April 20, 2017 at 3:04 p.m.
Anne Nelson, Lindsey Albrecht and Jesseca Fusco are earning Minnesota State College and University system (MNSCU) associate degrees, at the same time they receive their high school diploma-- and they didn’t even need to leave the high school building to achieve this.
Chisago Lakes High School Principal David Ertl participated in an interview with the young women and he could not have been prouder of them if they’d been his own. As an institution, the high school can give itself a pat on the back for helping the hardworking intelligent young ladies achieve this milestone. This is a shining example of what public school has to offer: a valuable incentive for gifted pupils to challenge themselves, he said.
Amy Malloy, counselor at Chisago Lakes High School, also pointed out that the opportunity to earn your first two years’ of college credits at no cost-- is a significant financial bonus for district families.
Mankato State, for example, charges about $280 per credit. Nelson, Albrecht and Fusco each racked-up 60 credits in completing their associate degree. Add two years of travel/transit, room-and-board and the “value added” aspect of this opportunity grows exponentially, Principal Ertl observed.
Chisago Lakes has developed the program off one that was begun in Minnesota years ago offering state college transfer curriculum credits and/or Advanced Placement study.
This continues to be an option for some students, but the downside was one of being limited as to the number of colleges and universities accepting the credits. Students can still participate in these programs though, chalking-up assorted individual college credits.
Chisago Lakes cooperates with a number of higher learning MNSCU facilities for the required on-line learning courses, with Lake Superior College being the “biggest partner” said Ertl. At Wildcat commencement there will most likely be a LSC representative personally awarding the three AA degrees. Credentialed high school teachers also instruct in some of the goal areas.
Chisago Lakes High School students now choose from about 120 college level course selections from a list that numbered in the 20s a short while back.
Ertl’s vision, he explained, was to enable students to move beyond learning to answer a test question correctly-- to being immersed in a college course package calling for mature organizational and big picture skills.
“This includes career tech-ed courses as well,” Ertl stressed. Not all pupils in this program have to be “four year college bound.” Many will go on to earn a living just with their AA degree vocational or service provider skills. Others, like Albrecht, can potentially use this to trim a couple years off what is shaping up to be several years in school. She is interested in biology or psychology degrees and then maybe law school.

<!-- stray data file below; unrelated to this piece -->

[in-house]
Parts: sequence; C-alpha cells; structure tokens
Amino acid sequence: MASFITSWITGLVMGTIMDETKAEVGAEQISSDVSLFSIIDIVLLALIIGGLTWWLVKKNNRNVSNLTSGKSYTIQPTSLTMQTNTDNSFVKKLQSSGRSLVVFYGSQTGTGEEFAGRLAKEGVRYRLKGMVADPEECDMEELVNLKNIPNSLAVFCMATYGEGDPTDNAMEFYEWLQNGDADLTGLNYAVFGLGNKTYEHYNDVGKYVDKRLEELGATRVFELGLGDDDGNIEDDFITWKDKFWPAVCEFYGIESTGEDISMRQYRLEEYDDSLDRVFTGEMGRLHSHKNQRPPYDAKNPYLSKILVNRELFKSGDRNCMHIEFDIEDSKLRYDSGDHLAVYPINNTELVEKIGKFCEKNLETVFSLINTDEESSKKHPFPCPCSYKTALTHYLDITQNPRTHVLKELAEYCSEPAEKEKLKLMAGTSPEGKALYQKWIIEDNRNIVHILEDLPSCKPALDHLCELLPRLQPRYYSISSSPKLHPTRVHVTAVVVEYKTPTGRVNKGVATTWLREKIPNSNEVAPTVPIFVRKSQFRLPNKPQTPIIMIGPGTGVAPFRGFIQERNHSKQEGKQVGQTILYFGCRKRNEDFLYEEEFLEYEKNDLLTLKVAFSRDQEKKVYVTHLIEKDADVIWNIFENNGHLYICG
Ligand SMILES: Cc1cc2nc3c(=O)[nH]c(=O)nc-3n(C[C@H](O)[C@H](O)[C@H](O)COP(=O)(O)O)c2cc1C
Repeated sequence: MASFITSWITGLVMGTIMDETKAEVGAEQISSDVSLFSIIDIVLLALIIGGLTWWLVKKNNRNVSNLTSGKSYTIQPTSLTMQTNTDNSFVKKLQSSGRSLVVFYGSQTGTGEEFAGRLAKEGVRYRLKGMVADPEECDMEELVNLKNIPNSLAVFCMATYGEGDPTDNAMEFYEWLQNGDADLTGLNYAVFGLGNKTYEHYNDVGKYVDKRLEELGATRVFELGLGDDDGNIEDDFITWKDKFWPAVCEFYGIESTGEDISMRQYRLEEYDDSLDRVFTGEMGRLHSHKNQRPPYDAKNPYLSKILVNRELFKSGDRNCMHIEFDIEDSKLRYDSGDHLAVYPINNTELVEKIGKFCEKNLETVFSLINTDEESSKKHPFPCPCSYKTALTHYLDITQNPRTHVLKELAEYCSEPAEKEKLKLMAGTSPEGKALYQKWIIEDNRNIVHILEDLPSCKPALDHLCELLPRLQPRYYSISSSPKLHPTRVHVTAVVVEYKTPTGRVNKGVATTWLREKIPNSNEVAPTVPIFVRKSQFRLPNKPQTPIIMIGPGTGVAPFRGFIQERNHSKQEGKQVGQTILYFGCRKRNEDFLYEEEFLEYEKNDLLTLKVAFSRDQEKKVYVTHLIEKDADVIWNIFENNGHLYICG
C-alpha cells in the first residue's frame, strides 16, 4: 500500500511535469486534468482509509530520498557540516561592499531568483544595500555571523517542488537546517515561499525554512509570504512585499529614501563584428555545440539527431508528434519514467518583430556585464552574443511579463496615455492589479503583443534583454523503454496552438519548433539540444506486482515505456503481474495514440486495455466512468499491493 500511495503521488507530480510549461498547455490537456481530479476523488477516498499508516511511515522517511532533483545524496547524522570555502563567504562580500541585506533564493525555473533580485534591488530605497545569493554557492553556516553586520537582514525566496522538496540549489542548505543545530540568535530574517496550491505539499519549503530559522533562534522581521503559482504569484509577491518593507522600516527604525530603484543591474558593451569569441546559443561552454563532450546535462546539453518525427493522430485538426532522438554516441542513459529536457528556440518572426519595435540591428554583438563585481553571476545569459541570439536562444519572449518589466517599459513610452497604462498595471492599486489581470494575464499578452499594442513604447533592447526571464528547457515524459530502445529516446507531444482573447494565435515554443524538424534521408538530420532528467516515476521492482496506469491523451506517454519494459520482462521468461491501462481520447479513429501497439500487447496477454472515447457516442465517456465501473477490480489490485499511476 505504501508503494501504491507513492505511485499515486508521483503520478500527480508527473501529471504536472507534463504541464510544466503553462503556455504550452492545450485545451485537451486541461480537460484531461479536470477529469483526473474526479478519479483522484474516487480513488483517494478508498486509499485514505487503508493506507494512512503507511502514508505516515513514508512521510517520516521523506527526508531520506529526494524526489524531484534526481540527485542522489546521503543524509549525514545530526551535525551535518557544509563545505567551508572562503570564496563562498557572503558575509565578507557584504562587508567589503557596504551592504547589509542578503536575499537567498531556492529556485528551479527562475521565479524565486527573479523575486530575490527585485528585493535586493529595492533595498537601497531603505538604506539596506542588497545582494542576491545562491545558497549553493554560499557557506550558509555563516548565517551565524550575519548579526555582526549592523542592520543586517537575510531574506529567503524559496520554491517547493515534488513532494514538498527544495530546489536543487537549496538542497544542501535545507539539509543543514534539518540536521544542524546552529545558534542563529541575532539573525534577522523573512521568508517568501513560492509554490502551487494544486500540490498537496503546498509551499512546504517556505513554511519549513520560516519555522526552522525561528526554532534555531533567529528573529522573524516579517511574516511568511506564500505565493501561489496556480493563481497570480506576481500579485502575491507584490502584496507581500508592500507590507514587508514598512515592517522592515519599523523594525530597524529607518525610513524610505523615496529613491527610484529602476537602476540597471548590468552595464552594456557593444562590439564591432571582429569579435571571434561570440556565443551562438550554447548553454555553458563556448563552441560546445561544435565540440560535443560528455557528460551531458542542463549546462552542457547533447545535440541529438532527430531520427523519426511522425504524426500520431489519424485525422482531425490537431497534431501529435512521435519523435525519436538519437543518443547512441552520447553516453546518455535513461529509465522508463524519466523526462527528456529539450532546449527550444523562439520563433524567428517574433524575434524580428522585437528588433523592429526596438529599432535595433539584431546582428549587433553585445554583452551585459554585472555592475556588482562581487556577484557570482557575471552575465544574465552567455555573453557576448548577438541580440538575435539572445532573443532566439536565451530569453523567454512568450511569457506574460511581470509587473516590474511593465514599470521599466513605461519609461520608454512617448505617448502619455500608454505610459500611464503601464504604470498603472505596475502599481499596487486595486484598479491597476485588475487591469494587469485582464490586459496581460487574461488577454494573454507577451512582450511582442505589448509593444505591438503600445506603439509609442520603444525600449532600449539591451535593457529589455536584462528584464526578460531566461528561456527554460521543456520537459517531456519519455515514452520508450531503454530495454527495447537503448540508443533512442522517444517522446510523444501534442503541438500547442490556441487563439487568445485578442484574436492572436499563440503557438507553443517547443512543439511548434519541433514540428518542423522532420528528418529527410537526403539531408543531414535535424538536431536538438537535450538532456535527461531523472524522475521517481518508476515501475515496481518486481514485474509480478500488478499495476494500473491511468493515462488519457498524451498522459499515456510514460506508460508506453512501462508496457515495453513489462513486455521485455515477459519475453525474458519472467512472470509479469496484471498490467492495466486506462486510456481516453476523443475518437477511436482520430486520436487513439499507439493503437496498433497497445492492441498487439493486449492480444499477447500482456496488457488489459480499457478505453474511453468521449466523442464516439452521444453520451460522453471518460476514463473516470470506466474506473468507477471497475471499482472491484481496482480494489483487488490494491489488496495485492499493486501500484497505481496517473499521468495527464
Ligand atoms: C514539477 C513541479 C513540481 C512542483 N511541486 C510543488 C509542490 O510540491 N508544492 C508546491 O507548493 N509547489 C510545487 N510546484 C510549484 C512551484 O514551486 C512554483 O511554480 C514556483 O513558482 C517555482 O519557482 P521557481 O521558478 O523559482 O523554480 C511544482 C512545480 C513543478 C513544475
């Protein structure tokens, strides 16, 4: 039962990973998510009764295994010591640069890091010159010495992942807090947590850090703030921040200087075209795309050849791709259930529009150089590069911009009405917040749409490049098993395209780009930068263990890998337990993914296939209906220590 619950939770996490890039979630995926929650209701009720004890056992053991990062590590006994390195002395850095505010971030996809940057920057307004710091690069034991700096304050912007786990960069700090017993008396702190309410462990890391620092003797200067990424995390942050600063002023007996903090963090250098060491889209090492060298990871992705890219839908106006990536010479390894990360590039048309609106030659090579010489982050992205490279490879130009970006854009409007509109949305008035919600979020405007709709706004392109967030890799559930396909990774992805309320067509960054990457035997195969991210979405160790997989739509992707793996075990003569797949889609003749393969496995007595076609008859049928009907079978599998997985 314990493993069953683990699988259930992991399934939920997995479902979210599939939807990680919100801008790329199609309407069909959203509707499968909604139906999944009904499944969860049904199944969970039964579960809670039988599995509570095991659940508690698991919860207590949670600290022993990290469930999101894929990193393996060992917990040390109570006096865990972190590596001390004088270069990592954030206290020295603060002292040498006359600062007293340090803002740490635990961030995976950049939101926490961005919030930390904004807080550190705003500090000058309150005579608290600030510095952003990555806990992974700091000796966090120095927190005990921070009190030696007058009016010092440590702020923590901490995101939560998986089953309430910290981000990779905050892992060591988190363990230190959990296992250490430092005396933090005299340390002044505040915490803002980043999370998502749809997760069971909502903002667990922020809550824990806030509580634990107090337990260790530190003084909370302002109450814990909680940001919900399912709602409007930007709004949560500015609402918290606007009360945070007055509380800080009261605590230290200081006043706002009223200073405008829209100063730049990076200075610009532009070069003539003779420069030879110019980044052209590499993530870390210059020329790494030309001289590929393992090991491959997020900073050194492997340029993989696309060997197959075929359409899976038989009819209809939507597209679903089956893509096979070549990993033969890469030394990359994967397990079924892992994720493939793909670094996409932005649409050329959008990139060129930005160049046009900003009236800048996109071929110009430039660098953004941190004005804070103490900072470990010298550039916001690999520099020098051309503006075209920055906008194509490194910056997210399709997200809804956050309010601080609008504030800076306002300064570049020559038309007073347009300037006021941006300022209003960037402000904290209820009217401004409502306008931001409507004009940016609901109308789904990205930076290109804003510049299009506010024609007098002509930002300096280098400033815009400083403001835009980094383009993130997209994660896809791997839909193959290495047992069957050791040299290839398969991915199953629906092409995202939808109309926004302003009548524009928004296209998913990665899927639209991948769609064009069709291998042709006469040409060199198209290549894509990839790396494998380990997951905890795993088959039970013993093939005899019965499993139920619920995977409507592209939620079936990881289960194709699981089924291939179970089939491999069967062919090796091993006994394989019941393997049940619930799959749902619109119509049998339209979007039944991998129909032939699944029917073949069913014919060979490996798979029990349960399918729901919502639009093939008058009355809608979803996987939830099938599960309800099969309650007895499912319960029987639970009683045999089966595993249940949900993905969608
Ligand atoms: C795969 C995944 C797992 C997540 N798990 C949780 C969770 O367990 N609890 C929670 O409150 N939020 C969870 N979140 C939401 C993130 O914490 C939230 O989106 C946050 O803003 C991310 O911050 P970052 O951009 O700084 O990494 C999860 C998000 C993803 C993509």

Ertl makes note that this AA Degree discipline checks all his boxes, because students don’t have to leave the school grounds.
“We manage to capture the best and the brightest,” Ertl commented, “and keep them here, where they can still be active in extra-curricular programs and organizations” The three ladies were involved in activities that enhance any school dynamics; ie: National Honor Society, Compassion Collection Drive, BPA, Link Crew and band, alpine skiing, swimming and tennis, to name a few.
MNSCU schools that the three have checked into (all are uncommitted at this point) will still require them as incoming juniors-- to take one or two freshman mandated classes-- but that’s okay with them.
Albrecht thinks it’ll be a good way to make a connection with the freshman experience.
Nelson said St. Catherine’s, (all three have this school on their radar) is relatively small, so she isn’t too concerned about missing out on relationships made in the freshman year. She is interested in pursuing environmental studies.
Fusco has a goal of obtaining an English degree. She hopes that entering into any college at the junior level means class sizes will be smaller and the pecking order for registering will be more accommodating than what incoming freshmen endure. All of them said organizing their time and juggling schedules to stay on-track for all 60 credits wasn’t easy.
It was mentioned more than once by all, that going through this together (two of them are finishing the same astronomy class right now) added a dimension of support and even a little friendly scholarly competition.
School staff were integral too. Fusco said it was actually Malloy, who was recording their earned college-in-school credits in her counselor’s log---who discovered they were close to what was required for the AA degree. Malloy played a navigator role when she saw fulfilling requirements for the AA degree were well within reach.
Breaking that ground was a pleasure with these three, Malloy offered. She looks forward for May to arrive, when she’ll have the credit counts and data to start identifying candidates for a two-year degree in the Class of 2018.
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